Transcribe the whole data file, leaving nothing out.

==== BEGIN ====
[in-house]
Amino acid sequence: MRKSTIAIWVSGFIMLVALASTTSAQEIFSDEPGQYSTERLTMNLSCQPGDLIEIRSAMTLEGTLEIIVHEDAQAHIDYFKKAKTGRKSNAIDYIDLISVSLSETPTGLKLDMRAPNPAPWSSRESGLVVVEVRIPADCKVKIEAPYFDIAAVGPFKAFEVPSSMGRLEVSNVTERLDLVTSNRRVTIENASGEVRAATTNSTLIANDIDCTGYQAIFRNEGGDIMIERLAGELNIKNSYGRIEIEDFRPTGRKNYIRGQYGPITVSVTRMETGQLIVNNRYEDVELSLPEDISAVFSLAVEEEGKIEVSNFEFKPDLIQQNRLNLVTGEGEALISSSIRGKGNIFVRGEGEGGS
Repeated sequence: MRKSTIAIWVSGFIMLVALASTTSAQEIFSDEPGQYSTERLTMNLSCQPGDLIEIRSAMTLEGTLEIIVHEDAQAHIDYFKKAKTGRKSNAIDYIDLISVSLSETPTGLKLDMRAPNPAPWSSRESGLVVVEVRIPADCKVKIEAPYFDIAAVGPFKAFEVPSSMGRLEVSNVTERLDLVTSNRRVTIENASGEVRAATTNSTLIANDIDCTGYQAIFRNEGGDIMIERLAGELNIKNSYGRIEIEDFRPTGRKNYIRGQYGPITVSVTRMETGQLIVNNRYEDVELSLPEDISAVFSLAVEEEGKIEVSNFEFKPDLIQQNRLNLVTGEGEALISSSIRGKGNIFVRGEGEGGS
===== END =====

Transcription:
[in-house]
Amino acid sequence: MRKSTIAIWVSGFIMLVALASTTSAQEIFSDEPGQYSTERLTMNLSCQPGDLIEIRSAMTLEGTLEIIVHEDAQAHIDYFKKAKTGRKSNAIDYIDLISVSLSETPTGLKLDMRAPNPAPWSSRESGLVVVEVRIPADCKVKIEAPYFDIAAVGPFKAFEVPSSMGRLEVSNVTERLDLVTSNRRVTIENASGEVRAATTNSTLIANDIDCTGYQAIFRNEGGDIMIERLAGELNIKNSYGRIEIEDFRPTGRKNYIRGQYGPITVSVTRMETGQLIVNNRYEDVELSLPEDISAVFSLAVEEEGKIEVSNFEFKPDLIQQNRLNLVTGEGEALISSSIRGKGNIFVRGEGEGGS
Repeated sequence: MRKSTIAIWVSGFIMLVALASTTSAQEIFSDEPGQYSTERLTMNLSCQPGDLIEIRSAMTLEGTLEIIVHEDAQAHIDYFKKAKTGRKSNAIDYIDLISVSLSETPTGLKLDMRAPNPAPWSSRESGLVVVEVRIPADCKVKIEAPYFDIAAVGPFKAFEVPSSMGRLEVSNVTERLDLVTSNRRVTIENASGEVRAATTNSTLIANDIDCTGYQAIFRNEGGDIMIERLAGELNIKNSYGRIEIEDFRPTGRKNYIRGQYGPITVSVTRMETGQLIVNNRYEDVELSLPEDISAVFSLAVEEEGKIEVSNFEFKPDLIQQNRLNLVTGEGEALISSSIRGKGNIFVRGEGEGGS